When life-threatening emergencies occur in tiny and distant Greenlandic settlements, what happens?
The reality is tough, tells Executive Medical Officer of Greenland, Anne-Marie Ulrik.
Fifty-seven, give or take. That’s the number of inhabitants who live in the northernmost settlement in Greenland, Siorapaluk. Located 77 degrees North, it’s a quiet and isolated village surrounded by grand mountains, ice and the cold sea. Traditional living is inevitable up here; hunting walrus, polar bears and seal is the way of life.
You can imagine that for a village this size, everybody’s hit when tragedy strikes. Certainly, this was the case in 2013 when ill-prepared traditional food prompted a bizarre turn of deadly events.
GREENLANDIC TRADITIONAL FOOD GONE WRONG
Like everywhere else in the world, Greenlandic traditional cuisine is influenced by the surrounding nature. Life wasn’t easy for the Inuit ancestors, who lived in harsh polar conditions without the ease of modern technology. Learning traditional ways of preserving food was necessary for survival.
Unfortunately for the residents of Siaropaluk last year, a special traditional meal of eider birds in a seal buried underground was not prepared properly. The food became toxic and resulted in the death of a man. Due to his old age, nobody suspected that he had suffered from botulism, a toxic form of food poisoning. Suspicions only arose when six other people got sick after the same meal was served again at the man’s funeral. The man’s own daughter also died.
There is need for more awareness to hygienic food preparation. “It seldom occurs, but there have been previous cases of botulism due to the bad preparation of traditional Greenlandic food. We’ve had around 16 cases in the past twenty years, though not all of them were fatal,” says Anne-Marie Ulrik, who is responsible for the quality and delivery of medical services in Greenland.
“It’s very toxic because it paralyses the patients, and they can’t breathe by themselves. You have to put them into a ventilator – the doctors and nurses are not so skilled in the peripheral districts, but most will be able to incubate and ventilate them for awhile. That’s a problem when you are living so far away from a major hospital in Greenland.”
WHAT HAPPENS IN A MEDICAL EMERGENCY?
While there is a health worker and settlement health station in Siorapaluk, there is no daily doctor. A doctor will visit a settlement four times a year, and in the meantime technology (called ‘tele-medicin’, or ‘Pipaluk’) is used to help bring specialists closer to the settlements. A patient can be hooked onto this technology and it will transmit ‘real-time’ data to a specialist who can interpret it.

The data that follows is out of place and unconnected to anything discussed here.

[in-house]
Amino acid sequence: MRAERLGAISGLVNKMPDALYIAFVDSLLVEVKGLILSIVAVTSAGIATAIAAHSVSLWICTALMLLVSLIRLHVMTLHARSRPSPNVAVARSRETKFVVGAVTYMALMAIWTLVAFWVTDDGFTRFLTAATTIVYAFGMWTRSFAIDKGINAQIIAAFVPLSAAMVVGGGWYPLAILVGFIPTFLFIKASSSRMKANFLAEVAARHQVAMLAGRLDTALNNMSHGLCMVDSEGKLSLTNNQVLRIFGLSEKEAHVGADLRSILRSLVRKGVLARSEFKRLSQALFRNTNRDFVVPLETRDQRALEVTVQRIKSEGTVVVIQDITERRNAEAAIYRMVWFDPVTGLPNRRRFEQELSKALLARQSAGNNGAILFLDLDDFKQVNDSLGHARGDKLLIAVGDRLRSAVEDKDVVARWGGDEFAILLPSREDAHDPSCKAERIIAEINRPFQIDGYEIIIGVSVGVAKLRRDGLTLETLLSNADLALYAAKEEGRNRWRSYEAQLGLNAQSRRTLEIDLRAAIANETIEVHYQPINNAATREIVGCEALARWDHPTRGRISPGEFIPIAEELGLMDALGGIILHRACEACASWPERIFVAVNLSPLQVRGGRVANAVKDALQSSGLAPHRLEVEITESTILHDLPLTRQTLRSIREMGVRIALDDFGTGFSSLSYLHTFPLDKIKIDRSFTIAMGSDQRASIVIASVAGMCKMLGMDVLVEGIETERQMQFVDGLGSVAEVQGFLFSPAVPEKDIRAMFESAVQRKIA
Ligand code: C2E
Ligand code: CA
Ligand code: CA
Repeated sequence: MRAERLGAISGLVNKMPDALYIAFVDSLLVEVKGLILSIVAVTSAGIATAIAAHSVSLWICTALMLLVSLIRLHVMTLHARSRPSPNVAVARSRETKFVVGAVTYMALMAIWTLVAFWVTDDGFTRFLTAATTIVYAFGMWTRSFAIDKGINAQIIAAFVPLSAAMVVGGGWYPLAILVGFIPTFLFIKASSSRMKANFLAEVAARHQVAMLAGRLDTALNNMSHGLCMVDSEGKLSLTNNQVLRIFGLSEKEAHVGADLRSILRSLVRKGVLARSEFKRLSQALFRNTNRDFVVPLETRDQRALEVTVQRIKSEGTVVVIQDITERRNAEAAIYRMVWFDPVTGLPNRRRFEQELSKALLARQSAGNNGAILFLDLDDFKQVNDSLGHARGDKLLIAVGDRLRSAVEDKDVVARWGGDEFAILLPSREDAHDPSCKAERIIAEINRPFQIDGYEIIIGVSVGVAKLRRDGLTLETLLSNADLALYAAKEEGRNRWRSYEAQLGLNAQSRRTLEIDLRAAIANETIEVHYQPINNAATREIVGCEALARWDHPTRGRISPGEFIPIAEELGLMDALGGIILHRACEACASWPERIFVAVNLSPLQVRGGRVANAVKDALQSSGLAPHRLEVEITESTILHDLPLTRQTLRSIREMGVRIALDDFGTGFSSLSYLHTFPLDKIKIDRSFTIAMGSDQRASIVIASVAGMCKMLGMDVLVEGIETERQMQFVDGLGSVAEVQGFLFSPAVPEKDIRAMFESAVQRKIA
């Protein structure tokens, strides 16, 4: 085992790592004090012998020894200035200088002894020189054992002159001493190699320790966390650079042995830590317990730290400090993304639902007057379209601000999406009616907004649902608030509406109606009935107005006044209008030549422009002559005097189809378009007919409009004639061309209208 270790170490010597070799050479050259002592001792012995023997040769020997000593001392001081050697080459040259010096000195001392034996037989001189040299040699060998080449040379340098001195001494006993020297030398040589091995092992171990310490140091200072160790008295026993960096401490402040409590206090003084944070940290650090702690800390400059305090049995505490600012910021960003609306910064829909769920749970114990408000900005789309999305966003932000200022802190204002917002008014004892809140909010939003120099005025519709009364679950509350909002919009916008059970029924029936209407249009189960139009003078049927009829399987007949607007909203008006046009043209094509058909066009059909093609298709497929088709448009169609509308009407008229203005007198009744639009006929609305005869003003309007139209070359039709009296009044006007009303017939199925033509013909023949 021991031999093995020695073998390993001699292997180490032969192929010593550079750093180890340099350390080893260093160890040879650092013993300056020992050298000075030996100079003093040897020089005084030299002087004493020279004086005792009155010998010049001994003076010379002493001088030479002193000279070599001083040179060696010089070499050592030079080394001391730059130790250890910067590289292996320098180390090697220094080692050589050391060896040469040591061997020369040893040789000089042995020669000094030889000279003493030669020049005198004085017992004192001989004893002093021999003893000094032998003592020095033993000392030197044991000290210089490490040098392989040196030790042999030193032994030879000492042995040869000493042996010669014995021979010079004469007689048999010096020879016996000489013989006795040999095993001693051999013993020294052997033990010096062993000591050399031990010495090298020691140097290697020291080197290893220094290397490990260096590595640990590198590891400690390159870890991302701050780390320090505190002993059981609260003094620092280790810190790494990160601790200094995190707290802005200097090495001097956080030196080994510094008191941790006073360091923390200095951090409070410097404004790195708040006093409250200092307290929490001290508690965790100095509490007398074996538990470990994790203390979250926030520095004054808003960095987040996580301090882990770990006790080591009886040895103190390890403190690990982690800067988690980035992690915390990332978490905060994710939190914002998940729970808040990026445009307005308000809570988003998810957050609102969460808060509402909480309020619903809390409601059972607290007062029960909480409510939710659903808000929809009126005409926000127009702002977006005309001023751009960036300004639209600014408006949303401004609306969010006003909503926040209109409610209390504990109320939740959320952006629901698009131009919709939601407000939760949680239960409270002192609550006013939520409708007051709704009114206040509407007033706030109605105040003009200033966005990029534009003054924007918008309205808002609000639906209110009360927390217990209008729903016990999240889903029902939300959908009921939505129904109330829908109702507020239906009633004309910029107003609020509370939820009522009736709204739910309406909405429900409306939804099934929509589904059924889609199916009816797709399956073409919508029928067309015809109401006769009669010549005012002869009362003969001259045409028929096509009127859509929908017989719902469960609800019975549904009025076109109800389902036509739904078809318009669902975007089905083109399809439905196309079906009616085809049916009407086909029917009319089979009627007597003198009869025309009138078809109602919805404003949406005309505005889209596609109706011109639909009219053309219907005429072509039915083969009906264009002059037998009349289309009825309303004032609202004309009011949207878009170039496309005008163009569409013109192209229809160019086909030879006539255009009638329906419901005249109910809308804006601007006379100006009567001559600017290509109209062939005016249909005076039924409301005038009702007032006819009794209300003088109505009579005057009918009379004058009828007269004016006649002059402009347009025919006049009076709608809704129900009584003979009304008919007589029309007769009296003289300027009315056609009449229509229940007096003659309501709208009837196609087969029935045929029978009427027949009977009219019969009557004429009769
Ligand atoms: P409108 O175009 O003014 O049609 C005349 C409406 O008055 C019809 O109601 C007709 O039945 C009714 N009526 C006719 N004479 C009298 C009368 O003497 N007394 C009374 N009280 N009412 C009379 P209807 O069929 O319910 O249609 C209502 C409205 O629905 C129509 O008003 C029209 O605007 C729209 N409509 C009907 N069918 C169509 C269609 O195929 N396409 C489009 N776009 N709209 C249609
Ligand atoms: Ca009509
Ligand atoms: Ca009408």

When patients are sick, they are transported to the nearest medical center, where they can receive basic treatment and care, and be stabilized for transportation to a higher level hospital. In this case the sick were transported to nearby Qaanaaq (formerly Thule or new Thule), a city with 680 residents. Because it was so serious, the patients were evacuated to the main hospital in Nuuk, Greenland. It’s the only hospital in Greenland that offers intensive care.
An emergency procedure like this takes vital time.
“These are the conditions if you choose to live in Greenland in a settlement, or a small town with a basic health center. Hypothetically, it could have taken 10 to 12 hours on a weekend to evacuate a patient from Siorapaluk to the hospital in Nuuk,” said Ulrik.
“Evacuation is is one of the most expensive things we do in the Greenlandic health system. A normal evacuation is about 120,000 DKK for transportation alone. To evacuate someone to Denmark it costs about 250,000 DKK, so we only do it when it is very necessary. Last year we had 175 normal evacuations, and 25 to Denmark. It’s all paid for by the state – the health system is in general free in Greenland.”
DOCTORS FOR THE FUTURE
The Greenlandic health system has unique problems due to the size of the country and spread out population.
“We work on a very narrow budget – it’s not an expensive system, but because of the challenges of logistics, a lot of the expenses are not used on treatment and care. It’s not ideal.
“We also lack the doctors we need. There are Greenlandic medical students currently getting trained in Denmark, but it will take about 10 to 15 years for them to operate properly in a hospital,” explains Ulrik. “Because of the lack of personnel, I would also like to have the nurses and health assistants educated to be able to do much more of the basic medical work than they can today.
“We’re hoping to use technology more, and also cooperate further with Iceland for specific cases. It’s closer, and the hospital in Reykjavik is smaller than a typical one in Denmark, so we hope it will be more efficient to treat patients. It’s been something we’ve talked about for many years, but we hope this can become an actuality.”
This article written by Tanny Por was first published on Discovery Channel’s Animal Planet blog for Ice Cold Gold.